Reconnecting with Life

Published in Connection magazine, Fall 2019

Seetong Franklin started noticing small changes with her 2-year-old daughter, Alex. Smiles and giggles came less frequently. Alex interacted with her family less and less, opting to play alone and developing a singular fascination with her older brother’s toy car parts. Little by little Alex regressed, losing her words and all facial expression. The less she was able to express herself and communicate her needs, the bigger her frustration – and tantrums – grew.

The family’s pediatrician referred Alex to Seattle Children’s Autism Center and she was diagnosed with autism spectrum disorder at age 3. Franklin credits the patience and persistence of the center’s speech therapists – and donors to the center who fund iPads that are not reimbursed by insurance – with changing the course of her daughter’s life.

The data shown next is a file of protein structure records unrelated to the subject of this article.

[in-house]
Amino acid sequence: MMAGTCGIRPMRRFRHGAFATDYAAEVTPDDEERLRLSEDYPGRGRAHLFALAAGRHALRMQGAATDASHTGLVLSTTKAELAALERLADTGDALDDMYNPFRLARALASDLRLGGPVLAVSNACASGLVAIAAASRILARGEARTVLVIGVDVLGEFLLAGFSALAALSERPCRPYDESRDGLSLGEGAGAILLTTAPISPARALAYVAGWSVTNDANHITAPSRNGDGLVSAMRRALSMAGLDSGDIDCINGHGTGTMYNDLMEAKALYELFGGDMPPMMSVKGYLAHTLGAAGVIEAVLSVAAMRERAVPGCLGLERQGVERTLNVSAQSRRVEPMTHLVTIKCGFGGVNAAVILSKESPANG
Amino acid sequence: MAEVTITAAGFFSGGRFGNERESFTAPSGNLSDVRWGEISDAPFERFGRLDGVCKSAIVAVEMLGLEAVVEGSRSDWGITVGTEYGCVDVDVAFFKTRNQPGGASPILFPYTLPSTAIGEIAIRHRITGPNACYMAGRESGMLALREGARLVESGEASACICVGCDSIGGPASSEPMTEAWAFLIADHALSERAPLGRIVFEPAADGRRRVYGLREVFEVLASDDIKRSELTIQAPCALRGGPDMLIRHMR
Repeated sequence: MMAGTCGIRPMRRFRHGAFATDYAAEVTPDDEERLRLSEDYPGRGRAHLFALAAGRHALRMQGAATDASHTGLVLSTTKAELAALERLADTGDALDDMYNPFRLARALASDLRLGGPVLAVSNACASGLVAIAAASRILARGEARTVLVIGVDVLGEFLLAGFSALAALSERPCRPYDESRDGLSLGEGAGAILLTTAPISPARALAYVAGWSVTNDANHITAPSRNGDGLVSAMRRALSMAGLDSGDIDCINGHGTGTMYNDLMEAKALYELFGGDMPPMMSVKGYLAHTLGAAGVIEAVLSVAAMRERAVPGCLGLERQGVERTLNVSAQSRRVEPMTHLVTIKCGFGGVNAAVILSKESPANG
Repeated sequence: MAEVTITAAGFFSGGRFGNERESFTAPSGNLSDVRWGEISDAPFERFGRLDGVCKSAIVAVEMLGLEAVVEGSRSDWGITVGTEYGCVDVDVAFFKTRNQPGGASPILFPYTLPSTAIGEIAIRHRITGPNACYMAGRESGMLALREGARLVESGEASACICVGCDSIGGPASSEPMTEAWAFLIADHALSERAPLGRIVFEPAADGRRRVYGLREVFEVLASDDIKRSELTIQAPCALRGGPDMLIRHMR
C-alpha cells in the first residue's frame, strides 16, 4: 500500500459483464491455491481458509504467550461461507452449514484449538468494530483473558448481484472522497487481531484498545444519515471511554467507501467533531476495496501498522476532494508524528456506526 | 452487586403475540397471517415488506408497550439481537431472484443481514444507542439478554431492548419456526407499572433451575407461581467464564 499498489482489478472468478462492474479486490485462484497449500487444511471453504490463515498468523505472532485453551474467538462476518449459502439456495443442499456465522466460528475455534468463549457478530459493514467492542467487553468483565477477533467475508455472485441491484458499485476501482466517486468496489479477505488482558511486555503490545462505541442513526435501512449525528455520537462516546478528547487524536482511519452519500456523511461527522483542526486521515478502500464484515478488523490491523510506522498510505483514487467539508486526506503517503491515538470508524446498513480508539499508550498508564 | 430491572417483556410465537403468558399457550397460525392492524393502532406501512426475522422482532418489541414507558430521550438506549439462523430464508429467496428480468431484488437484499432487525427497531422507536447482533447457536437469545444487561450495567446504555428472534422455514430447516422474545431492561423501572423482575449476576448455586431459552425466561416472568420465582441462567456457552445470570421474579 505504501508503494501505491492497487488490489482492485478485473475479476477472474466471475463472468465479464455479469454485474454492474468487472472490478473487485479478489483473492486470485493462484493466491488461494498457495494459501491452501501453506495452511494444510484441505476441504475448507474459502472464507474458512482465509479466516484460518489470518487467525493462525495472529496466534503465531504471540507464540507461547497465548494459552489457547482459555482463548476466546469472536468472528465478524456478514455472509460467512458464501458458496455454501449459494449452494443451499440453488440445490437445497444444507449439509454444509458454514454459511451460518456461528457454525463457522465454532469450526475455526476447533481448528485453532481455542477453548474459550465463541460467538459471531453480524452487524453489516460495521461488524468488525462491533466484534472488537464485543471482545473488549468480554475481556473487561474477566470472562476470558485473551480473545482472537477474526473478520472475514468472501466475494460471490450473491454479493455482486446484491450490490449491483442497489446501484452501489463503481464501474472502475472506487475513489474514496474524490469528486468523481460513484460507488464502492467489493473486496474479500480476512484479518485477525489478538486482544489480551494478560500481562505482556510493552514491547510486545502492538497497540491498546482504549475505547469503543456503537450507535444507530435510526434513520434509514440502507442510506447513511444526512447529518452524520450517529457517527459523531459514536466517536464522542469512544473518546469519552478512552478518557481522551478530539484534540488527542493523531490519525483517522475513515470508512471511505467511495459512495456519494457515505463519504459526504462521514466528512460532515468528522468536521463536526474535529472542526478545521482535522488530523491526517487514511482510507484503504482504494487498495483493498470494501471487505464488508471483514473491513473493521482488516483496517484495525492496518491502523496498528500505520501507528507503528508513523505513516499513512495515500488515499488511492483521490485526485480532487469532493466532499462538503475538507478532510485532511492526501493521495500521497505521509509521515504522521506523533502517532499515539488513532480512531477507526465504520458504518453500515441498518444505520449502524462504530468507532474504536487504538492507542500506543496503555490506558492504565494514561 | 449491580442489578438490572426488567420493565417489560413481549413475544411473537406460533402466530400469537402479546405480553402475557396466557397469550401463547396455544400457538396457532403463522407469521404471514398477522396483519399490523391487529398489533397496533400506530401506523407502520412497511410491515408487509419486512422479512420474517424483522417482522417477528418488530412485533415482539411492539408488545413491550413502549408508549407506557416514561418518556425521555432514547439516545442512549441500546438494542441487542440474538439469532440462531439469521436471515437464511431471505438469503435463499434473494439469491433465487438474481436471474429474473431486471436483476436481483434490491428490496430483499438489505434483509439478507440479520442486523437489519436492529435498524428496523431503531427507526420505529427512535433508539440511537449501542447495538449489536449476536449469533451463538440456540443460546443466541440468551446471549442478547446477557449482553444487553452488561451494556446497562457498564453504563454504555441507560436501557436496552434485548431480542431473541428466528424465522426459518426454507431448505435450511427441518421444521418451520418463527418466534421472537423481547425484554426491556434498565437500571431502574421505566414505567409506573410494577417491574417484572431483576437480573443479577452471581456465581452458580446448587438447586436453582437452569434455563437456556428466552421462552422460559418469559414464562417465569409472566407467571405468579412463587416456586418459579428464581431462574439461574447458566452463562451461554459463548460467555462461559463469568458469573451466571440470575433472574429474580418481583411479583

Katrina Davis and a patient

Alex Franklin, 12, (with Katrina Davis, a family advocate at Seattle Children's Autism Center) is mostly nonverbal. She learned to communicate words and concepts that she cannot voice using an iPad funded by donors to the center.

Alex’s breakthrough came during a speech therapy session. She tapped a button on the iPad with a picture of an Oreo, and her therapist immediately gave her a cookie. Alex quickly learned that the iPad was more than an “Oreo dispenser.” Her therapist showed her how she could use it to ask to go to the park or to say important words like “more” or “stop.” The more words Alex learned, the fewer tantrums she had; eventually, they stopped altogether.

“Alex is now 12. She’s sweet and calm and loves school, music and dancing,” says Franklin. “The Autism Center helped Alex connect with the world in new ways. Without the early help she received there – and the gift of the iPad that Alex still uses every day – our life would be so much harder.”